"...The video game market, with the emergence of several new consoles, has finally welcomed the DVD format into its world. Sony first started the industry talking about DVD with its PlayStation 2, but it wasn't until May that Nintendo and Microsoft hopped on the bandwagon as well at E3--the ultimate game tradeshow--where they exhibited their latest wares. What does this mean for replicators that are struggling to fill their DVD lines? While the replication of these DVD-based video games are not maxing out the existing replication capacity; their existence is still good news. Although only a handful of manufacturers are actually replicating the actual game DVDs, there are still some positive residual effects that are felt throughout the DVD industry.
PlayStation 2 and the Xbox take slightly different tacks with regard to their discs. Thus far, PlayStation 2 uses DVD-5 discs, while Xbox's discs will be DVD-9. And while most of the current PlayStation 2 games are on CD, and Xbox games will be DVD. Hurley says that the trend toward DVD is happening with PlayStation 2 as well, whereas 70-percent of the games produced last year were on CD, this year the figure is edging closer to 50/50 CD/DVD.
Game DVDs are technically no different than DVD-Video discs, but there are some special requirements that exist mainly to protect content. When asked, one replicator offered some general information. "The content will be fed from a proprietary piece of equipment to the laser beam recorder (LBR). We won't even use the existing feed systems, therefore we are going to get the coded type of master file that is going to come down from a unique piece of hardware. We'll burn the disc, and when the discs are replicated there will be some unique quality control tools that will decipher and decode to make sure what we manufacture is the correct product from a quality standpoint." At the time of this writing, it appears as if Xbox titles will be packaged in Amaray boxes, possibly with some variation.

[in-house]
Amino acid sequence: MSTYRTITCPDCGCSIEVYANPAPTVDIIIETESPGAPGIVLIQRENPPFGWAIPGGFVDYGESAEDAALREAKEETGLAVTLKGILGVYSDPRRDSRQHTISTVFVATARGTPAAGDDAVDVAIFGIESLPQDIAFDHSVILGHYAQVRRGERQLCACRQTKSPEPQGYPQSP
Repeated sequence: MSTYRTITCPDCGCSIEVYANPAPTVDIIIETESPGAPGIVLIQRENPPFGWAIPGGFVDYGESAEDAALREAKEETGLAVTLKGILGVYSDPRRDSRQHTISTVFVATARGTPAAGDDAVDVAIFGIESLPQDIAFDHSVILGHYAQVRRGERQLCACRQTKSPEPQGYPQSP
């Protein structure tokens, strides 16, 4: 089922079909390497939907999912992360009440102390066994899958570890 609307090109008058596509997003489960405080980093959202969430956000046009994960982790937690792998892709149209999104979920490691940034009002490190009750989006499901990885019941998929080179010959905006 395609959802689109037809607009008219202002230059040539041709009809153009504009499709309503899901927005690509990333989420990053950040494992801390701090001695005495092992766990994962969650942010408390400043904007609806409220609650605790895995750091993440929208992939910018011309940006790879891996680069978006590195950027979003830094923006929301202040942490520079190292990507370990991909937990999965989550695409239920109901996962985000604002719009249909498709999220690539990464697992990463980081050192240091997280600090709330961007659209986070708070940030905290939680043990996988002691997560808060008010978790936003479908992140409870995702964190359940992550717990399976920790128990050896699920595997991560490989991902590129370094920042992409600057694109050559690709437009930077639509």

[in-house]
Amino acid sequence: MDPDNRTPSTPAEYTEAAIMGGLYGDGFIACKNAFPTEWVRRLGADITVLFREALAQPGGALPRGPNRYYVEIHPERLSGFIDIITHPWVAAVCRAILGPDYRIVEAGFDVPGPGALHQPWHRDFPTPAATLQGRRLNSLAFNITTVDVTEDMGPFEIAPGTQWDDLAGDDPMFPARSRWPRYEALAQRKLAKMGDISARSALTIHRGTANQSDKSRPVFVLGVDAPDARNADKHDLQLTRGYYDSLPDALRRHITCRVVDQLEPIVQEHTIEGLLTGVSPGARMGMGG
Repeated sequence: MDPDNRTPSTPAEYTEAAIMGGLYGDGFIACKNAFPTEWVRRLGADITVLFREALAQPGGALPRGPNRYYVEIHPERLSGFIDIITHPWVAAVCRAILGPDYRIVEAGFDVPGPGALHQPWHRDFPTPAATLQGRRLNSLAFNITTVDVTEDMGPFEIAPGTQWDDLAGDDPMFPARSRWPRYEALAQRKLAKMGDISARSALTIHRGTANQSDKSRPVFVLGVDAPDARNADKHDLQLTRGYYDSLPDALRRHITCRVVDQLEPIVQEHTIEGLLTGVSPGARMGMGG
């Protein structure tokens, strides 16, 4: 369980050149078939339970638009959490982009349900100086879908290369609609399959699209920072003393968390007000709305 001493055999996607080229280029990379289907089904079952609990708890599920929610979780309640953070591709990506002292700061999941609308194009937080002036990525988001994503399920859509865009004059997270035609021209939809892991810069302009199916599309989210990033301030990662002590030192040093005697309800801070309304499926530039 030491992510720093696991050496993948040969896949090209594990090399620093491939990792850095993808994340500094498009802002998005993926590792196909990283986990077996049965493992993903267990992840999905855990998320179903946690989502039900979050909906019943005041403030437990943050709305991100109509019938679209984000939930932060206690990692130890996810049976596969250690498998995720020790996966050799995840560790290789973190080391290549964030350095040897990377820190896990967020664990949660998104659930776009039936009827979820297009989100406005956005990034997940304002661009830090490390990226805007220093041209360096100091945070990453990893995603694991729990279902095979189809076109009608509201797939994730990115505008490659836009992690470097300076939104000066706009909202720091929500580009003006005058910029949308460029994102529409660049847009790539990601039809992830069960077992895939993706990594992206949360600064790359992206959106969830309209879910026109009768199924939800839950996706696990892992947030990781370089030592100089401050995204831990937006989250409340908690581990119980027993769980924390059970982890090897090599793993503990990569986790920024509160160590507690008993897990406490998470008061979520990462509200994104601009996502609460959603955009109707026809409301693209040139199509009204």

While Sony's PS2 and Microsoft's Xbox utilize "standard" DVD discs, Nintendo's GameCube disc is a totally different animal. Developed my Matsushita (Panasonic), the disc condenses 1.5GB of Data onto an 8cm disc. "The reason that Nintendo chose the smaller-sized disc was to prevent copying," says a spokesperson at the company. "Also, they wanted to keep the product game-specific, and not have it double as a DVD or CD player, since games are Nintendo's forte."
As for packaging, Nintendo is expected to use a package created by Clear-Vu Products called Zenithpac. Zenithpac, customized for Nintendo, uses a magnetic decoupling system that company sources say is quick and effortless to use at the checkout. The company describes it as a deadbolt lock put inside to packaging. "The only way that you can get through this package is with a knife," says Grace Consoli, product manager. The locks are reusable, and by tagging the lock instead of the case, EAS tags can be used. The package is the same size as a traditional Amaray box..."